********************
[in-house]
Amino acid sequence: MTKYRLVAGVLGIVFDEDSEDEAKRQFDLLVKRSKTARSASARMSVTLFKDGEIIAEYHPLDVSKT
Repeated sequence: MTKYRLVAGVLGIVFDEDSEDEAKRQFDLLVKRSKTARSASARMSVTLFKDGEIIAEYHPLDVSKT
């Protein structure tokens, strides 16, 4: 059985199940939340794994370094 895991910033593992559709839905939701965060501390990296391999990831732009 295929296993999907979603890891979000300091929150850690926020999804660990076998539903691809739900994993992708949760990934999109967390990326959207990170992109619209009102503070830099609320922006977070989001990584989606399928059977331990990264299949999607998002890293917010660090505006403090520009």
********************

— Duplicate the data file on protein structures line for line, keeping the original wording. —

[in-house]
Amino acid sequence: MTKYRLVAGVLGIVFDEDSEDEAKRQFDLLVKRSKTARSASARMSVTLFKDGEIIAEYHPLDVSKT
Repeated sequence: MTKYRLVAGVLGIVFDEDSEDEAKRQFDLLVKRSKTARSASARMSVTLFKDGEIIAEYHPLDVSKT
């Protein structure tokens, strides 16, 4: 059985199940939340794994370094 895991910033593992559709839905939701965060501390990296391999990831732009 295929296993999907979603890891979000300091929150850690926020999804660990076998539903691809739900994993992708949760990934999109967390990326959207990170992109619209009102503070830099609320922006977070989001990584989606399928059977331990990264299949999607998002890293917010660090505006403090520009």